Payroll solutions have become very user friendly – especially the Intuit payroll solutions. In addition, they offer robust features that accomplish most tasks. The full service payroll options of years gone by are now more self-service. If you have an issue, it is difficult to reach a live person for assistance.
Generally speaking, what do you think causes people’s satisfaction or dissatisfaction with payroll solutions?
Technical issues tend to be the problem that comes up the most.
Payroll solutions are becoming more user-friendly and adopting more robust features. Do you think that their customer service isn't as great as it could be, which is compensated by the fact that solutions are more user-friendly, therefore not requiring as much assistance?
Because they're so user-friendly and streamlined, the process itself doesn't create any issues. The only issues I ever have with payroll systems are technical and usually on the user-end, not something that the providers did wrong.
Why are the top 3 most desired additional features a mobile app/friendly version, customization for unique cases, and employee self-access? Are they critical for a modern business, or are they just for convenience’s sake?
Convenience is critical for modern business. Time spent on administrative tasks is often lost time. As businesses increasingly move away from bricks-and-mortar, they require increased portability and functionality.
Why do so few respondents care about multi-country compatibility, despite our increasingly interconnected global economy?
Small businesses are not as global-centric as larger businesses, but that time will come.
Use of and Satisfaction with Customer Support Features
What do you think phone is the most important support feature?
Email is the most important support feature in my practice, because I am hard to reach by phone. Millennials are much less phone-centered and much more social-media centered. I am surprised at the high number attached to phone support, but it may be a reflection of the average age of the people surveyed.
For example, I've seen a divide in my practice: millennials are usually not phone-oriented at all. They prefer Facebook and Twitter as communication means, not even using email as much. People who are over 40 will be more email-oriented, while the 50+ demographic will be phone-oriented. I'm trying to get my clients to use the phone less because it's costly and time-consuming to provide this type of support, while a quick question on social media can be answered in seconds.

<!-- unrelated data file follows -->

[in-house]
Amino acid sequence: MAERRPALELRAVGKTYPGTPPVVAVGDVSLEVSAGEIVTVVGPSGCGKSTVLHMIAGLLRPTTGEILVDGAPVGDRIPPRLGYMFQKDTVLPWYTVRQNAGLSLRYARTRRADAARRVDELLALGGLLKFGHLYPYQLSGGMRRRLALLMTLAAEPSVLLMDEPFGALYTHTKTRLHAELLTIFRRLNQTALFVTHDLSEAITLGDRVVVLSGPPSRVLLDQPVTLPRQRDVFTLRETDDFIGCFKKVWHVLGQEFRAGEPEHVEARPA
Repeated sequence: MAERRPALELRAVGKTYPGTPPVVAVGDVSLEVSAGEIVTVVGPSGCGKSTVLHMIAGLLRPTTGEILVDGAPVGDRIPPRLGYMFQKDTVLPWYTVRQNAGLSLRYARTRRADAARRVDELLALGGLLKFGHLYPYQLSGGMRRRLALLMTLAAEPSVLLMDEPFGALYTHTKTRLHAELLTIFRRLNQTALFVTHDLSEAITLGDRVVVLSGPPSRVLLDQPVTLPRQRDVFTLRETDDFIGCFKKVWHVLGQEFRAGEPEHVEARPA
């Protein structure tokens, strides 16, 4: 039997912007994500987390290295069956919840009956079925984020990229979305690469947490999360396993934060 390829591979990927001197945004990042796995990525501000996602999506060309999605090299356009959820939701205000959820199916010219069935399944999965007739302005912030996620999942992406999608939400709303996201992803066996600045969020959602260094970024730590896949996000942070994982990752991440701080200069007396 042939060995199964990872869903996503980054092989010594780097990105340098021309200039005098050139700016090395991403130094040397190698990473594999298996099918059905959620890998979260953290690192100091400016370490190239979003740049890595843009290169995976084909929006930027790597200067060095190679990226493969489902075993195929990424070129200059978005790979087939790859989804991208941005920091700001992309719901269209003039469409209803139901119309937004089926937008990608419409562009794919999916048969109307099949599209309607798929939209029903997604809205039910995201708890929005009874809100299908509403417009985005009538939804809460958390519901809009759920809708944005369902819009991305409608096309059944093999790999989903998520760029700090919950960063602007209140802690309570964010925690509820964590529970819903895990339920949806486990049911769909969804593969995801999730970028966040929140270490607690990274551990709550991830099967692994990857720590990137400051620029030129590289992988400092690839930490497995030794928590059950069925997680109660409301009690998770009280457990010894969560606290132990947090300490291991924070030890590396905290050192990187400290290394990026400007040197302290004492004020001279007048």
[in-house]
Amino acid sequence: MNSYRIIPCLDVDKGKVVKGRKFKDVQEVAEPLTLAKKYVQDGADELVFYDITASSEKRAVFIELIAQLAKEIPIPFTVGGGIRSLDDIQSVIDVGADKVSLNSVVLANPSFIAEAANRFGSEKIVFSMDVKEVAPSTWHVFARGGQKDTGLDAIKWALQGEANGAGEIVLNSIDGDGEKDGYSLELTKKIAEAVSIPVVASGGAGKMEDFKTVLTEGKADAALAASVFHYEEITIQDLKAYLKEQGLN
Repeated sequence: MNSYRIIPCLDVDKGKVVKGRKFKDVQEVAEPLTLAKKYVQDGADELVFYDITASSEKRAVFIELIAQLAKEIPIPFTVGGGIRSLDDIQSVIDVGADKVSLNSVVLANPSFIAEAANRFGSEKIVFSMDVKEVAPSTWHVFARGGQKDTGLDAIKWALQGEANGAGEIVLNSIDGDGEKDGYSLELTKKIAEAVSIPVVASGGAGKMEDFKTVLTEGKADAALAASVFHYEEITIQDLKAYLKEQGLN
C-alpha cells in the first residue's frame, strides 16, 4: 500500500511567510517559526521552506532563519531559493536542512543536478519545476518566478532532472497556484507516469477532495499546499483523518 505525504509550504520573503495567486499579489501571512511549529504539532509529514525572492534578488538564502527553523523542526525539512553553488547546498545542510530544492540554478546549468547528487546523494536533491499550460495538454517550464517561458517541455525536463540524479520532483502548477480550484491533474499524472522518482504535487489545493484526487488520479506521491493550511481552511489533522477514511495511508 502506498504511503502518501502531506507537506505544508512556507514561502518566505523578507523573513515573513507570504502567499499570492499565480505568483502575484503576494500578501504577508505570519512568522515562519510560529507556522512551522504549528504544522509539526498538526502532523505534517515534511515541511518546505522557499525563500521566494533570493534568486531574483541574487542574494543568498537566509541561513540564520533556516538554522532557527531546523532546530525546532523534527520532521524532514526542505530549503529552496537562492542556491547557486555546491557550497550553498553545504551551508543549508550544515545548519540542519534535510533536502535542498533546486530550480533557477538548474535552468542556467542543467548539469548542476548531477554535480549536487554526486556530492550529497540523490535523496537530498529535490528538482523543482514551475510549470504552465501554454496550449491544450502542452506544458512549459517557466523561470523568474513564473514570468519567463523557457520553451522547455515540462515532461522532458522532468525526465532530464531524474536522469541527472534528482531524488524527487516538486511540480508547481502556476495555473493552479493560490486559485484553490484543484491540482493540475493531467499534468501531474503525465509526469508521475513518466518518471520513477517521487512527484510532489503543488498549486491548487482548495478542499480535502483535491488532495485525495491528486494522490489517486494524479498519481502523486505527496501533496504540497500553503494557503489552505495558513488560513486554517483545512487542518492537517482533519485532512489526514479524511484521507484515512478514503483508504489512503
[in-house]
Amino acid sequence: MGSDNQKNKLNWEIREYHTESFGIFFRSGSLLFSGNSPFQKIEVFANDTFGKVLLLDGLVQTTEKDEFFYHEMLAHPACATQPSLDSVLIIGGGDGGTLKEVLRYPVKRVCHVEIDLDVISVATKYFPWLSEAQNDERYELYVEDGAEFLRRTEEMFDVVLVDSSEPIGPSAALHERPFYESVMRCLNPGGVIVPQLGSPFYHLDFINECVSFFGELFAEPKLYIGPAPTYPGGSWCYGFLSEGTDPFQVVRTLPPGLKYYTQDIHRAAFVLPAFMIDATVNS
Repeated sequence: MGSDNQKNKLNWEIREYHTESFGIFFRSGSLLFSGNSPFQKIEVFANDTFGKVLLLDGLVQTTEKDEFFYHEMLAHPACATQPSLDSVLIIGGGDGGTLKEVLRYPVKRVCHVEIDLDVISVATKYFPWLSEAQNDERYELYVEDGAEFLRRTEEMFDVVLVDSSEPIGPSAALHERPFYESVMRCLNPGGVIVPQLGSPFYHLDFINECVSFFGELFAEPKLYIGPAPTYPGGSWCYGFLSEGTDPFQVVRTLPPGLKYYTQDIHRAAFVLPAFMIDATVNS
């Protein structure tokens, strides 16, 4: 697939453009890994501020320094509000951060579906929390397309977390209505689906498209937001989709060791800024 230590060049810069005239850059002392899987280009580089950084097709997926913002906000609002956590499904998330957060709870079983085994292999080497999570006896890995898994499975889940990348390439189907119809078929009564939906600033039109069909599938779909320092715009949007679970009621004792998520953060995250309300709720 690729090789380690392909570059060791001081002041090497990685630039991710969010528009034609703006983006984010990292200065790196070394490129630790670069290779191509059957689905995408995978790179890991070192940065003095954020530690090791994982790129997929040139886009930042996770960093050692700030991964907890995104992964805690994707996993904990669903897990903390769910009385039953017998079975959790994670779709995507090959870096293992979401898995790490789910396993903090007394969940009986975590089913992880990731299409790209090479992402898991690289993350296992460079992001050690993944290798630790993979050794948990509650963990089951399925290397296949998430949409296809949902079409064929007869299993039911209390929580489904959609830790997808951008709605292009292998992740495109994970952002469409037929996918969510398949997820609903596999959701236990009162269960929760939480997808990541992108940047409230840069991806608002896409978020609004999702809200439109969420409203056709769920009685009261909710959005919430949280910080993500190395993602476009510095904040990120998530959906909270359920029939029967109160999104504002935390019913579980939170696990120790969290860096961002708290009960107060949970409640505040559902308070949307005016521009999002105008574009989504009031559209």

How important is 24/7 support to businesses?
For small businesses, not so much. Extended hours are usually sufficient. However, as small businesses expand globally, this will not always be the case.
What are some ways to improve a payroll solution’s overall customer support?
Efficient and time-sensitive chat feature.
Do you think that any support features are underutilized?
I think that people are either too comfortable with more traditional means, or they are intimidated by the process of learning from a demo or looking in the FAQs. They may even lack the knowledge to know exactly what to look for and where. I certainly don't like wasting time, so I will not spend a lot looking for information that may or may not be there. I may do it if I can't get through to a support person quickly.
Is 71% an impressive level of user satisfaction for customer support, or should it be higher?
Impressive; it speaks well to the software development that has streamlined the payroll process.
What are the main factors that SMBs consider when evaluating customer support?
The preference of the staff that uses the payroll system and reviews of other users.
Do you think that modern payroll solutions are putting an emphasis on delivering better customer support, or are they trying to make the solution generally easier to use so there is less need for support?
I think that there is definitely a move away from support. I can get support relatively easily because I provide the service to my clients, but when they have a problem, they won't have such a quick experience.
Is there a certain age range or type of client who would consider customer support to be more important than the payroll solution's features themselves, or vice versa?
I represent the bridge to support for my clients, so it's hard for me to answer. They choose services based on my recommendations, not based on the support provided. Many times, they won't even know what the level of support will be, going in. It's an unknown factor, until the client is actually using the service. I don't think that this is a key issue, though. My experience has been that solutions have become so user-friendly that there is little need for support anyway, other than for technical issues.